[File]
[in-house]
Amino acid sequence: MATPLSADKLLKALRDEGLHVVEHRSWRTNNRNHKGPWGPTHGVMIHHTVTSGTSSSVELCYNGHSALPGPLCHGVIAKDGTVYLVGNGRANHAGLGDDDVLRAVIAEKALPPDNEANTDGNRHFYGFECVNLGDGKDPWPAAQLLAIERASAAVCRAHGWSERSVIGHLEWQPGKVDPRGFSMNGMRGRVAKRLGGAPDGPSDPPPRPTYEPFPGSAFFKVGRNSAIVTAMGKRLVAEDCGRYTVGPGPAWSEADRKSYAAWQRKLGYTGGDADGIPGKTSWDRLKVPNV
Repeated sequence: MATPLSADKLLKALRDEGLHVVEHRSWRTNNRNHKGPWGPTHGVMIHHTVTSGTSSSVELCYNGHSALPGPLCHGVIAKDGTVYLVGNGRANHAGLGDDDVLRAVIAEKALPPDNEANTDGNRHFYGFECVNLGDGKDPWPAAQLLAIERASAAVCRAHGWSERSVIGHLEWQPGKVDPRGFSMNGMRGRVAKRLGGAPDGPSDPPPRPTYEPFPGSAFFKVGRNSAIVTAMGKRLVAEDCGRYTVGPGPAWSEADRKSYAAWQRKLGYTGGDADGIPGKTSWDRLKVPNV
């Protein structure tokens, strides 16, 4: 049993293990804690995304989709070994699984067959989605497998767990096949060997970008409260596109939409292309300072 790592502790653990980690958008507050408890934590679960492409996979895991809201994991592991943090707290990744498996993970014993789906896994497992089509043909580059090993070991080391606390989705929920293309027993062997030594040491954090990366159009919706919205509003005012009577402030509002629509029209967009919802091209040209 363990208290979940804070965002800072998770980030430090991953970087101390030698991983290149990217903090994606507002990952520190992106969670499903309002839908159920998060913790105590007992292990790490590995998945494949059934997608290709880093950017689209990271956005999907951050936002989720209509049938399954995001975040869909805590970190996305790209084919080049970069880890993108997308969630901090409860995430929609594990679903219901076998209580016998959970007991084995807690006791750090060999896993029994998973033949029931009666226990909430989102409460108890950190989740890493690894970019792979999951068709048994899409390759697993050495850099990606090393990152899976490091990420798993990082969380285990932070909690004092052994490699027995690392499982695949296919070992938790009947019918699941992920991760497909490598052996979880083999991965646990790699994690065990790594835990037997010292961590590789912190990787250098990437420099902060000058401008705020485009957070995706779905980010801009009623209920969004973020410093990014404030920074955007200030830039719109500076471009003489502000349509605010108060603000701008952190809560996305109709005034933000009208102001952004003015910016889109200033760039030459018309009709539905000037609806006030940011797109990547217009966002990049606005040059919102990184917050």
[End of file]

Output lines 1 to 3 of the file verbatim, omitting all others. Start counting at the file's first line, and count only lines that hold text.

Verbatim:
[in-house]
Amino acid sequence: MATPLSADKLLKALRDEGLHVVEHRSWRTNNRNHKGPWGPTHGVMIHHTVTSGTSSSVELCYNGHSALPGPLCHGVIAKDGTVYLVGNGRANHAGLGDDDVLRAVIAEKALPPDNEANTDGNRHFYGFECVNLGDGKDPWPAAQLLAIERASAAVCRAHGWSERSVIGHLEWQPGKVDPRGFSMNGMRGRVAKRLGGAPDGPSDPPPRPTYEPFPGSAFFKVGRNSAIVTAMGKRLVAEDCGRYTVGPGPAWSEADRKSYAAWQRKLGYTGGDADGIPGKTSWDRLKVPNV
Repeated sequence: MATPLSADKLLKALRDEGLHVVEHRSWRTNNRNHKGPWGPTHGVMIHHTVTSGTSSSVELCYNGHSALPGPLCHGVIAKDGTVYLVGNGRANHAGLGDDDVLRAVIAEKALPPDNEANTDGNRHFYGFECVNLGDGKDPWPAAQLLAIERASAAVCRAHGWSERSVIGHLEWQPGKVDPRGFSMNGMRGRVAKRLGGAPDGPSDPPPRPTYEPFPGSAFFKVGRNSAIVTAMGKRLVAEDCGRYTVGPGPAWSEADRKSYAAWQRKLGYTGGDADGIPGKTSWDRLKVPNV